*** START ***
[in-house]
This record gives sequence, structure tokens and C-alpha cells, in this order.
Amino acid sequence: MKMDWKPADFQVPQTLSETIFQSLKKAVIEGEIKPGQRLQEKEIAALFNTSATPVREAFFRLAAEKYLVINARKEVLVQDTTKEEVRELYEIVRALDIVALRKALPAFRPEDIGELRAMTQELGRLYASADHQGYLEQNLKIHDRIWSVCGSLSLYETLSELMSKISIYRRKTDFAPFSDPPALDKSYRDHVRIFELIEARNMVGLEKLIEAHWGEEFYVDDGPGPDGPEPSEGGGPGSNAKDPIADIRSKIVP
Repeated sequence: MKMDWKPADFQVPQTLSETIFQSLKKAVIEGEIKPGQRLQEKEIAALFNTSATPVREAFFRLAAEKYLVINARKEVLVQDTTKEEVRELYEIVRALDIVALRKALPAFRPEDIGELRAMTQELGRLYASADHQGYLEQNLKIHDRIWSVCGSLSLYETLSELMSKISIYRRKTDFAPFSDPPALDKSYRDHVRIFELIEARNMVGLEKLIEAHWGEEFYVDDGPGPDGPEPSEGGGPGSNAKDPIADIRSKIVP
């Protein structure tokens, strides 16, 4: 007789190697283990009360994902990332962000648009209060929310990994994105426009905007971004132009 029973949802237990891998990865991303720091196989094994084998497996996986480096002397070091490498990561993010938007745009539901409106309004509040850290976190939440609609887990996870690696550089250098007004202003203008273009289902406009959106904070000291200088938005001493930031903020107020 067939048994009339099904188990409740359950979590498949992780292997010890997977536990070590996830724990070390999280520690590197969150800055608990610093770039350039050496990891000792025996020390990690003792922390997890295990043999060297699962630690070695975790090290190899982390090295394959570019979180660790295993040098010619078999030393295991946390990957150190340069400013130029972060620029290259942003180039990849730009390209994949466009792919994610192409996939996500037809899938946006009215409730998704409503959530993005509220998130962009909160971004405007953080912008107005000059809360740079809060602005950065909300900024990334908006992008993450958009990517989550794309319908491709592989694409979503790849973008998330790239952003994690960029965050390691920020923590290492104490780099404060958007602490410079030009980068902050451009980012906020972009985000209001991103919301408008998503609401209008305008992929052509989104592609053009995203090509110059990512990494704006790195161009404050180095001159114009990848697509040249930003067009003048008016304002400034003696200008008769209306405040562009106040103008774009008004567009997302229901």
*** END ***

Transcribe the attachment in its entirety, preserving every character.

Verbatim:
[in-house]
This record gives sequence, structure tokens and C-alpha cells, in this order.
Amino acid sequence: MKMDWKPADFQVPQTLSETIFQSLKKAVIEGEIKPGQRLQEKEIAALFNTSATPVREAFFRLAAEKYLVINARKEVLVQDTTKEEVRELYEIVRALDIVALRKALPAFRPEDIGELRAMTQELGRLYASADHQGYLEQNLKIHDRIWSVCGSLSLYETLSELMSKISIYRRKTDFAPFSDPPALDKSYRDHVRIFELIEARNMVGLEKLIEAHWGEEFYVDDGPGPDGPEPSEGGGPGSNAKDPIADIRSKIVP
Repeated sequence: MKMDWKPADFQVPQTLSETIFQSLKKAVIEGEIKPGQRLQEKEIAALFNTSATPVREAFFRLAAEKYLVINARKEVLVQDTTKEEVRELYEIVRALDIVALRKALPAFRPEDIGELRAMTQELGRLYASADHQGYLEQNLKIHDRIWSVCGSLSLYETLSELMSKISIYRRKTDFAPFSDPPALDKSYRDHVRIFELIEARNMVGLEKLIEAHWGEEFYVDDGPGPDGPEPSEGGGPGSNAKDPIADIRSKIVP
């Protein structure tokens, strides 16, 4: 007789190697283990009360994902990332962000648009209060929310990994994105426009905007971004132009 029973949802237990891998990865991303720091196989094994084998497996996986480096002397070091490498990561993010938007745009539901409106309004509040850290976190939440609609887990996870690696550089250098007004202003203008273009289902406009959106904070000291200088938005001493930031903020107020 067939048994009339099904188990409740359950979590498949992780292997010890997977536990070590996830724990070390999280520690590197969150800055608990610093770039350039050496990891000792025996020390990690003792922390997890295990043999060297699962630690070695975790090290190899982390090295394959570019979180660790295993040098010619078999030393295991946390990957150190340069400013130029972060620029290259942003180039990849730009390209994949466009792919994610192409996939996500037809899938946006009215409730998704409503959530993005509220998130962009909160971004405007953080912008107005000059809360740079809060602005950065909300900024990334908006992008993450958009990517989550794309319908491709592989694409979503790849973008998330790239952003994690960029965050390691920020923590290492104490780099404060958007602490410079030009980068902050451009980012906020972009985000209001991103919301408008998503609401209008305008992929052509989104592609053009995203090509110059990512990494704006790195161009404050180095001159114009990848697509040249930003067009003048008016304002400034003696200008008769209306405040562009106040103008774009008004567009997302229901």